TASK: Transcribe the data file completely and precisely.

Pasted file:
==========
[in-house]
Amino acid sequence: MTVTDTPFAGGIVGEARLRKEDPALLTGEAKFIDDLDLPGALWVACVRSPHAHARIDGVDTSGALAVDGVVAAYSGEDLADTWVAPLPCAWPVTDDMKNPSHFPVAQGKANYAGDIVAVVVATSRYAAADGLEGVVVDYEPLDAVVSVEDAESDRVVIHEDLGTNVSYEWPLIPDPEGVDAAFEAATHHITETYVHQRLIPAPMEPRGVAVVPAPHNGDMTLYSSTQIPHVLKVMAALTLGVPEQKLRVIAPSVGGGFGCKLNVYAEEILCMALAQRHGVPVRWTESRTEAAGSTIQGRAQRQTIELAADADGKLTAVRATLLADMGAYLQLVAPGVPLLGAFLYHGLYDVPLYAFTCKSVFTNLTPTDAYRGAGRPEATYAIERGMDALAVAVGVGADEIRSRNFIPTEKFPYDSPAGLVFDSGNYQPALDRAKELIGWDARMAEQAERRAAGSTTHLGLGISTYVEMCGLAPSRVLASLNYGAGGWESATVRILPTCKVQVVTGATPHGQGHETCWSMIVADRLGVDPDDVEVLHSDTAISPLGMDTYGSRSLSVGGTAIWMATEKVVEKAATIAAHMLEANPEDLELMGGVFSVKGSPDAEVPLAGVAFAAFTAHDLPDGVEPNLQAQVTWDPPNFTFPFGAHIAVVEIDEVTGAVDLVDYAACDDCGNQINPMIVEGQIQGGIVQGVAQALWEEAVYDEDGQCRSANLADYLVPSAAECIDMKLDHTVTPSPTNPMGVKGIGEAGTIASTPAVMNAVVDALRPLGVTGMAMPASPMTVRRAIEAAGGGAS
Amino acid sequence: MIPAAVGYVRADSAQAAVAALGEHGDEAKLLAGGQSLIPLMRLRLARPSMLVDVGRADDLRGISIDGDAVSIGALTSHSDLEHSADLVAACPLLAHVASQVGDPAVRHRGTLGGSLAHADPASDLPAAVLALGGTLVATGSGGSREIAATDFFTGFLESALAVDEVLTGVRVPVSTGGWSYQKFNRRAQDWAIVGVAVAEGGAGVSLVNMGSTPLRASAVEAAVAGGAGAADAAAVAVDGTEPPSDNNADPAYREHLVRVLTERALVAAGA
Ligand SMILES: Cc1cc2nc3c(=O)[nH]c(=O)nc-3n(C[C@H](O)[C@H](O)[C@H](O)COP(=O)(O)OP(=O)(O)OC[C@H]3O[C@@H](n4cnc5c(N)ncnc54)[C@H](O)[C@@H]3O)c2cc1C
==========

[in-house]
Amino acid sequence: MTVTDTPFAGGIVGEARLRKEDPALLTGEAKFIDDLDLPGALWVACVRSPHAHARIDGVDTSGALAVDGVVAAYSGEDLADTWVAPLPCAWPVTDDMKNPSHFPVAQGKANYAGDIVAVVVATSRYAAADGLEGVVVDYEPLDAVVSVEDAESDRVVIHEDLGTNVSYEWPLIPDPEGVDAAFEAATHHITETYVHQRLIPAPMEPRGVAVVPAPHNGDMTLYSSTQIPHVLKVMAALTLGVPEQKLRVIAPSVGGGFGCKLNVYAEEILCMALAQRHGVPVRWTESRTEAAGSTIQGRAQRQTIELAADADGKLTAVRATLLADMGAYLQLVAPGVPLLGAFLYHGLYDVPLYAFTCKSVFTNLTPTDAYRGAGRPEATYAIERGMDALAVAVGVGADEIRSRNFIPTEKFPYDSPAGLVFDSGNYQPALDRAKELIGWDARMAEQAERRAAGSTTHLGLGISTYVEMCGLAPSRVLASLNYGAGGWESATVRILPTCKVQVVTGATPHGQGHETCWSMIVADRLGVDPDDVEVLHSDTAISPLGMDTYGSRSLSVGGTAIWMATEKVVEKAATIAAHMLEANPEDLELMGGVFSVKGSPDAEVPLAGVAFAAFTAHDLPDGVEPNLQAQVTWDPPNFTFPFGAHIAVVEIDEVTGAVDLVDYAACDDCGNQINPMIVEGQIQGGIVQGVAQALWEEAVYDEDGQCRSANLADYLVPSAAECIDMKLDHTVTPSPTNPMGVKGIGEAGTIASTPAVMNAVVDALRPLGVTGMAMPASPMTVRRAIEAAGGGAS
Amino acid sequence: MIPAAVGYVRADSAQAAVAALGEHGDEAKLLAGGQSLIPLMRLRLARPSMLVDVGRADDLRGISIDGDAVSIGALTSHSDLEHSADLVAACPLLAHVASQVGDPAVRHRGTLGGSLAHADPASDLPAAVLALGGTLVATGSGGSREIAATDFFTGFLESALAVDEVLTGVRVPVSTGGWSYQKFNRRAQDWAIVGVAVAEGGAGVSLVNMGSTPLRASAVEAAVAGGAGAADAAAVAVDGTEPPSDNNADPAYREHLVRVLTERALVAAGA
Ligand SMILES: Cc1cc2nc3c(=O)[nH]c(=O)nc-3n(C[C@H](O)[C@H](O)[C@H](O)COP(=O)(O)OP(=O)(O)OC[C@H]3O[C@@H](n4cnc5c(N)ncnc54)[C@H](O)[C@@H]3O)c2cc1C